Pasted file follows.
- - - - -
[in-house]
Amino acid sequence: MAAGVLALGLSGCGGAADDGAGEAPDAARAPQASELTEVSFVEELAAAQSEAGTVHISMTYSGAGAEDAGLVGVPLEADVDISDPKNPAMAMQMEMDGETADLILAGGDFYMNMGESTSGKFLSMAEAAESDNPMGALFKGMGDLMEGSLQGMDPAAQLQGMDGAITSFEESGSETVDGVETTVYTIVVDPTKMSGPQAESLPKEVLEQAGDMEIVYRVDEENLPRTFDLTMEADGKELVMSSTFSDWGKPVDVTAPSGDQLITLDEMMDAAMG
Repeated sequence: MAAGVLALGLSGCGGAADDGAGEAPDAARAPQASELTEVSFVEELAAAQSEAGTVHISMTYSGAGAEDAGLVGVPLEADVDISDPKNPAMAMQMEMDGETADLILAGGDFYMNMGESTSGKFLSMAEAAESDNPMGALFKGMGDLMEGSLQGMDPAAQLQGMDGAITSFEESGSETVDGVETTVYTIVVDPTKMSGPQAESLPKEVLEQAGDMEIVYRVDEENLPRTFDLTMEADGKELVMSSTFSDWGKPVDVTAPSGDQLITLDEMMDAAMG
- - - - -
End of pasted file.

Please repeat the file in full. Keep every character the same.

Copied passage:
[in-house]
Amino acid sequence: MAAGVLALGLSGCGGAADDGAGEAPDAARAPQASELTEVSFVEELAAAQSEAGTVHISMTYSGAGAEDAGLVGVPLEADVDISDPKNPAMAMQMEMDGETADLILAGGDFYMNMGESTSGKFLSMAEAAESDNPMGALFKGMGDLMEGSLQGMDPAAQLQGMDGAITSFEESGSETVDGVETTVYTIVVDPTKMSGPQAESLPKEVLEQAGDMEIVYRVDEENLPRTFDLTMEADGKELVMSSTFSDWGKPVDVTAPSGDQLITLDEMMDAAMG
Repeated sequence: MAAGVLALGLSGCGGAADDGAGEAPDAARAPQASELTEVSFVEELAAAQSEAGTVHISMTYSGAGAEDAGLVGVPLEADVDISDPKNPAMAMQMEMDGETADLILAGGDFYMNMGESTSGKFLSMAEAAESDNPMGALFKGMGDLMEGSLQGMDPAAQLQGMDGAITSFEESGSETVDGVETTVYTIVVDPTKMSGPQAESLPKEVLEQAGDMEIVYRVDEENLPRTFDLTMEADGKELVMSSTFSDWGKPVDVTAPSGDQLITLDEMMDAAMG